This opinion will be unpublished and

may not be cited except as provided by

Minn. Stat. § 480A.08, subd. 3 (2006).






State of Minnesota,





David Royster,



Filed April 3, 2007


Shumaker, Judge


Hennepin County District Court

File No. 04084039



Lori Swanson, Attorney General, 1800 Bremer Tower, 445 Minnesota Street, St. Paul, MN 55101-2134; and


Michael O. Freeman, Hennepin County Attorney, Thomas A. Weist, Assistant County Attorney, C-2000 Government Center, Minneapolis, MN 55487 (for respondent)


John M. Stuart, State Public Defender, Timothy Mulrooney and Jane E. Rydholm, Special Assistant State Public Defenders, 2221 University Avenue S.E., Suite 425, Minneapolis, MN 55414 (for appellant).


            Considered and decided by Shumaker, Presiding Judge; Klaphake, Judge; and Collins, Judge.*


U N P U B L I S H E D   O P I N I O N


            Appellant challenges the district court’s aggravated durational departure from the presumptive sentence, arguing that it was improper for the court to use a jury to determine an aggravating factor under the career-offender statute.  He also raises various issues in his pro se brief.  Because the district court had the inherent authority to submit a departure factor to the jury, and because the pro se issues are without merit, we affirm.


            Respondent State of Minnesota charged appellant David Royster with two counts of second-degree burglary and alleged in its complaint that Royster was a career offender under Minn. Stat. § 609.1095, subd. 4 (2004).

            In a trial on only the burglary charges, a jury found Royster guilty of one count and not guilty of the other.  The district court then determined that it would submit to the jury the issue of whether Royster’s current offense was part of a pattern of criminal conduct within the purview of the career-offender statute.  Royster objected on the ground that the law did not permit a jury to make this determination.  The court overruled the objection.  Royster then moved to impanel a new jury for this proceeding, but the court denied the motion.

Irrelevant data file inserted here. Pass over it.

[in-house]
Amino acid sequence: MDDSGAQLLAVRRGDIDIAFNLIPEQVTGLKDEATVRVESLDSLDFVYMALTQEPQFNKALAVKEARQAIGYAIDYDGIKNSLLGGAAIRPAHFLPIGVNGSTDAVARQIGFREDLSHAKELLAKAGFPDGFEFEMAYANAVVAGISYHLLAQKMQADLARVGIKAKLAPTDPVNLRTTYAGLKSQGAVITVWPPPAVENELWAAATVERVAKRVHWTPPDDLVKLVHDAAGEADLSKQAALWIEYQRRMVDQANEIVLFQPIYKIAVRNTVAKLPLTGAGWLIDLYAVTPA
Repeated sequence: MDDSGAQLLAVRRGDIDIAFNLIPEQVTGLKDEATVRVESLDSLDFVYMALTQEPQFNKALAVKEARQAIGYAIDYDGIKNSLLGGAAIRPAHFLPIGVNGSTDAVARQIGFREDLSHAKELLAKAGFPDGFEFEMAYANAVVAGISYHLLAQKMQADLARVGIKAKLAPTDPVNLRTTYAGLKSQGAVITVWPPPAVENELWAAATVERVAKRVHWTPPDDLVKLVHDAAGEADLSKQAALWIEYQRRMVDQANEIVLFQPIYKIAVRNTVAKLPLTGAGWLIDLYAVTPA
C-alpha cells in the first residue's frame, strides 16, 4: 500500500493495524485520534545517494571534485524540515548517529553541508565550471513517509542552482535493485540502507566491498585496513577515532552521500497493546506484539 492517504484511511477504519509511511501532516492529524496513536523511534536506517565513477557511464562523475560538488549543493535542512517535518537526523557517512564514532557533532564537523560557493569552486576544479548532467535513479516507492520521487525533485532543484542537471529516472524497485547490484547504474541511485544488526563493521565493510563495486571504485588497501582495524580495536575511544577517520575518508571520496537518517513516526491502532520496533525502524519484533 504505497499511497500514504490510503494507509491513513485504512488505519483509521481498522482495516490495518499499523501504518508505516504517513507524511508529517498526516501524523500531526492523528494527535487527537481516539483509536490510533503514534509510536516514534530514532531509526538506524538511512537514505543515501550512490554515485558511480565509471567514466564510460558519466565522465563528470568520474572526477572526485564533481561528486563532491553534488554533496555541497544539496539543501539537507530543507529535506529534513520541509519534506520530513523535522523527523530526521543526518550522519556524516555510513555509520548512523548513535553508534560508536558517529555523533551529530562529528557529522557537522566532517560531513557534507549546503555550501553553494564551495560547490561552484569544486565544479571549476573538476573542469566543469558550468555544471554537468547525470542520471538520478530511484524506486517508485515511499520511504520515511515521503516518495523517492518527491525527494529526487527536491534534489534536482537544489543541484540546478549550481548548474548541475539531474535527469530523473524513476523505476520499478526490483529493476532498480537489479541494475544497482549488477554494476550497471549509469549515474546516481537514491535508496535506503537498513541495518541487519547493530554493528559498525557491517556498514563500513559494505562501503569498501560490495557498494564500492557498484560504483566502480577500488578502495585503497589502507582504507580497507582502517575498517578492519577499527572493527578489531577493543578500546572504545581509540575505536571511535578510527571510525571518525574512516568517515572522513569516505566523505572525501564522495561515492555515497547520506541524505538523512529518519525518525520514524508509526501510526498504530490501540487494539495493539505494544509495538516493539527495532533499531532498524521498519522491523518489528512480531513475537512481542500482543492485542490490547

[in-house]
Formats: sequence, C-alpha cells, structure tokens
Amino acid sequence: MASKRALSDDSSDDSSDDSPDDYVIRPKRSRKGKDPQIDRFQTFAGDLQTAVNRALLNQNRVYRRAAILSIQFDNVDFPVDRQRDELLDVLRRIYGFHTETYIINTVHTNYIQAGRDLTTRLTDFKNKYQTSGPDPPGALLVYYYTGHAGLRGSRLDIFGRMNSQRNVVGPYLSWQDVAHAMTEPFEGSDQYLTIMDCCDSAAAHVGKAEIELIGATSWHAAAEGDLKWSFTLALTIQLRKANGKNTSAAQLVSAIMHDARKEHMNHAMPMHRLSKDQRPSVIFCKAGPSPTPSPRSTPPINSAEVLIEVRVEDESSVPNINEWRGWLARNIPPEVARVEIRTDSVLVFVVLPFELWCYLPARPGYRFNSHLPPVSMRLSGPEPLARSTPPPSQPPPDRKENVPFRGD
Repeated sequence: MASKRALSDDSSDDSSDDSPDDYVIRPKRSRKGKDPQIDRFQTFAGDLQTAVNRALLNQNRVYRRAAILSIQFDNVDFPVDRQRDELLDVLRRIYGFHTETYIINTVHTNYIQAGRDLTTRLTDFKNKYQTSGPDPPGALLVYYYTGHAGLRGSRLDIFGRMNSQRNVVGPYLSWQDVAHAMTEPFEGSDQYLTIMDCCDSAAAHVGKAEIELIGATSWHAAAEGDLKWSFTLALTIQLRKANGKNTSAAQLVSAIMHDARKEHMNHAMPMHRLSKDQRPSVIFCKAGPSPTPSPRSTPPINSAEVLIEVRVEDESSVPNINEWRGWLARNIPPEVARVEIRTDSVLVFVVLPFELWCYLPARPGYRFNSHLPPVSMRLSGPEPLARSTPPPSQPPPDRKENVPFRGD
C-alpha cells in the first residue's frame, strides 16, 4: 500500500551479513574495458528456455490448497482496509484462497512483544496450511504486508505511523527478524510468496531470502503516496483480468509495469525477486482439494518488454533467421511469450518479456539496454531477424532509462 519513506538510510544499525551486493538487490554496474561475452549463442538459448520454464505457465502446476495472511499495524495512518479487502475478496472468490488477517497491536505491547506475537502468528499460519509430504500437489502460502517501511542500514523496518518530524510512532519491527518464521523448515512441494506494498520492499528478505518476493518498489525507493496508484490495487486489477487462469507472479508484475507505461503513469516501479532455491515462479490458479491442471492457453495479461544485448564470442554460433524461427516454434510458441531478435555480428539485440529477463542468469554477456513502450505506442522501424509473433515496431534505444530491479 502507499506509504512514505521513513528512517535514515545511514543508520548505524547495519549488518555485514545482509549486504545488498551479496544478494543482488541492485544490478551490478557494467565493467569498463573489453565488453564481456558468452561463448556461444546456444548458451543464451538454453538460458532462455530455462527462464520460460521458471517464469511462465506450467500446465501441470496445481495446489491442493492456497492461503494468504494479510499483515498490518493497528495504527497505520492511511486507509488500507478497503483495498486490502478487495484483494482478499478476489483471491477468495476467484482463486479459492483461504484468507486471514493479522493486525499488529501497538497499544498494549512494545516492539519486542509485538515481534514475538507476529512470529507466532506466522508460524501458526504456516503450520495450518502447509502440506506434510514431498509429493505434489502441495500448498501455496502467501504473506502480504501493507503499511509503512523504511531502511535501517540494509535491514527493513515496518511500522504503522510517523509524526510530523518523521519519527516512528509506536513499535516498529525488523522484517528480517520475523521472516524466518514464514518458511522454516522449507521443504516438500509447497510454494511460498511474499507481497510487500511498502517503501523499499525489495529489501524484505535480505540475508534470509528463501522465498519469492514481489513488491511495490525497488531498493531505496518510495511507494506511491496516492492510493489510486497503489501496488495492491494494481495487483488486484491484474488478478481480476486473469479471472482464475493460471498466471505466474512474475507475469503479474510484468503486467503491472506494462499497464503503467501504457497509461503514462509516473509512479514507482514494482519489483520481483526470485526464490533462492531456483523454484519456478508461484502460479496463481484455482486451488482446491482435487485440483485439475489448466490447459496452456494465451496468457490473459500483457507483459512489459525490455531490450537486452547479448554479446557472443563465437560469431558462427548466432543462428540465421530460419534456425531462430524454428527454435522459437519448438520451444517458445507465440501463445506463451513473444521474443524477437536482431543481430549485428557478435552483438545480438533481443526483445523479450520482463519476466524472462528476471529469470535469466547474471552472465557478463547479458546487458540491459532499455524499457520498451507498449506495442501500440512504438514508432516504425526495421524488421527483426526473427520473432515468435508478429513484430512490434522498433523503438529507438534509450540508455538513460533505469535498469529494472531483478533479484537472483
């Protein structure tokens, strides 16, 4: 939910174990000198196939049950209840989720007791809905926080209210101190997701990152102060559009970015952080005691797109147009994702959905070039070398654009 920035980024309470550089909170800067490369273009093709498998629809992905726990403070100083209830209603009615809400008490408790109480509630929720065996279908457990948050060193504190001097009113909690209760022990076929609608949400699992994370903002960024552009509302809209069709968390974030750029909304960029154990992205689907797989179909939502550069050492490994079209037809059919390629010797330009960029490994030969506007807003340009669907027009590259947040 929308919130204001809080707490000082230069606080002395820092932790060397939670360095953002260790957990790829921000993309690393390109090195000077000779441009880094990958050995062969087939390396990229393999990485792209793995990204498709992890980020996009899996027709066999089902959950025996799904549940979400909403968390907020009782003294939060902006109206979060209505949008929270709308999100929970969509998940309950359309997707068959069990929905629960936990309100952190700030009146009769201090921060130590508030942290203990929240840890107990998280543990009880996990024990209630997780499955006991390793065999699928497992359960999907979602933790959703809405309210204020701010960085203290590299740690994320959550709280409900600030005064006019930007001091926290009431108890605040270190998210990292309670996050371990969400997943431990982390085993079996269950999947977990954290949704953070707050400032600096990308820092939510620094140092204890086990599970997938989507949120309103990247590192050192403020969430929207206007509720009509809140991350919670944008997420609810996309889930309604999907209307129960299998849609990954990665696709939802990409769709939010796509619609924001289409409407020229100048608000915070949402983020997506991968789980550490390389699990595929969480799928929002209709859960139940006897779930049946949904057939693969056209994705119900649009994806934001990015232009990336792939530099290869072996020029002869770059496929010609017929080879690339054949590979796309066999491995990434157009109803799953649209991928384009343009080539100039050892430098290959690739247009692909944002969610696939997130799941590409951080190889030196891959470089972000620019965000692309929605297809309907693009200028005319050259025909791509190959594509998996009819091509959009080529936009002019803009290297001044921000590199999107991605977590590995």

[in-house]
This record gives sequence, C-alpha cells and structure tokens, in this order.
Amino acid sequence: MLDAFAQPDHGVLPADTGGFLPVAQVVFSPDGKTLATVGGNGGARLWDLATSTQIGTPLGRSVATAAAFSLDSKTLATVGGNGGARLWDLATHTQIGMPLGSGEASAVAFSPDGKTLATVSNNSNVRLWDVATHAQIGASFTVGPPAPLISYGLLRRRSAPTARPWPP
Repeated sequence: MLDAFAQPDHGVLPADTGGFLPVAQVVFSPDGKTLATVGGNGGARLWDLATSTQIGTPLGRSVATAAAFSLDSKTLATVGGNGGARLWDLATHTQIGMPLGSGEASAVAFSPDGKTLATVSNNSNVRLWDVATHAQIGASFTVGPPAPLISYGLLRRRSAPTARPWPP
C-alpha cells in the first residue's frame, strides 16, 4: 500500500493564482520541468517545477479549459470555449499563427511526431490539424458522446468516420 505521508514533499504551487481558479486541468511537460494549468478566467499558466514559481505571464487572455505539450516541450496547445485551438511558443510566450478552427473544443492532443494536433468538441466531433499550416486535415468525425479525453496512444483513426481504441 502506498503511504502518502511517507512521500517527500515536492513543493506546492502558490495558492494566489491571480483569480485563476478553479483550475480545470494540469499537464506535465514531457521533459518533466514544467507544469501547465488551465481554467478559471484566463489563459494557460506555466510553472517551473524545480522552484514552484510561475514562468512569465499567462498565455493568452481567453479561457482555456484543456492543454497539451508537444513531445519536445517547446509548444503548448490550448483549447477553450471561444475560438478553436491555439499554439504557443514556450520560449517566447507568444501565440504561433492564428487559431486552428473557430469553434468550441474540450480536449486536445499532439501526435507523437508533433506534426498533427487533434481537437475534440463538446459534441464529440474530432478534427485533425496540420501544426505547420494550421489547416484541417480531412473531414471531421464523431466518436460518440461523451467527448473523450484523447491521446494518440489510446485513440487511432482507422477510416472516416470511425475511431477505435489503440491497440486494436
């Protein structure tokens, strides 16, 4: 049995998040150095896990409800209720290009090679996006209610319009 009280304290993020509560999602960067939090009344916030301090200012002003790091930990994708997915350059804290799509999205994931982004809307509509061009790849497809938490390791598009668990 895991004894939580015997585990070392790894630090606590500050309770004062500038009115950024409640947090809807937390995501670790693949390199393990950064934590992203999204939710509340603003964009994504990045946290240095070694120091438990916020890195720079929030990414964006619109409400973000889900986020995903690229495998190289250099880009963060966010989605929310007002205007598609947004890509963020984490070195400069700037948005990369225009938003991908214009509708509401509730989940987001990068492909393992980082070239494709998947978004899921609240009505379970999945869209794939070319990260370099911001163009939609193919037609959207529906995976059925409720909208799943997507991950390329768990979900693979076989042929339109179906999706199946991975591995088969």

Royster stipulated that his current offense was a felony and that he had five or more prior felony convictions, as required by the career-offender statute.  The state then presented evidence of the circumstances of Royster’s prior convictions which consisted of two burglaries, one attempted burglary, two receiving stolen goods, and one attempt to offer forged checks, all between 1995 and 2002.

            Royster testified on his own behalf, indicating that he is an ordained minister, runs a prison ministry, and is the executive director of a nonprofit corporation that operates halfway houses.

            The jury found that the current burglary had been committed as part of a pattern of criminal conduct.  The court sentenced Royster under the career-offender statute to an executed term of 108 months, which was an aggravated durational departure from the presumptive sentence of 48 months.  Contending that the departure was improper and the use of a jury to decide the departure factor was not authorized by law, Royster appealed.



Sentencing Departure

            Royster argues that the district court lacked inherent authority to impanel a jury to make the findings required by Blakely v. Washington, 542 U.S. 296, 124 S. Ct. 2531 (2004),  when the version of the career-offender statute in effect at the time of his offense did not authorize a sentencing jury.  Whether the district court has authority to implement a particular court procedure presents a question of law, which this court reviews de novo.  State v. Kendell, 723 N.W.2d 597, 610 (Minn. 2006). 

            The Minnesota Supreme Court has held that a district court had inherent authority to impanel a sentencing jury before the legislature expressly authorized the use of sentencing juries.  State v. Chauvin, 723 N.W.2d 20, 24 (Minn. 2006); see also State v. Kendell, 723 N.W.2d at 610 (citing Chauvin for the holding “that a district court had inherent judicial authority to respond to Blakely by impaneling a jury to make factual findings on aggravating sentencing factors when the legislature had not yet amended the unconstitutional judicial-fact-finding portions of the Minnesota Sentencing Guidelines in response to Blakely.”).  In Kendell, the supreme court held that following Blakely, the district court properly submitted a special interrogatory to a jury for findings that the defendant met the requirements for enhanced sentencing under the dangerous-offender statute, Minn. Stat. § 609.1095, subd. 2 (2004).  Kendell, 723 N.W.2d at 610.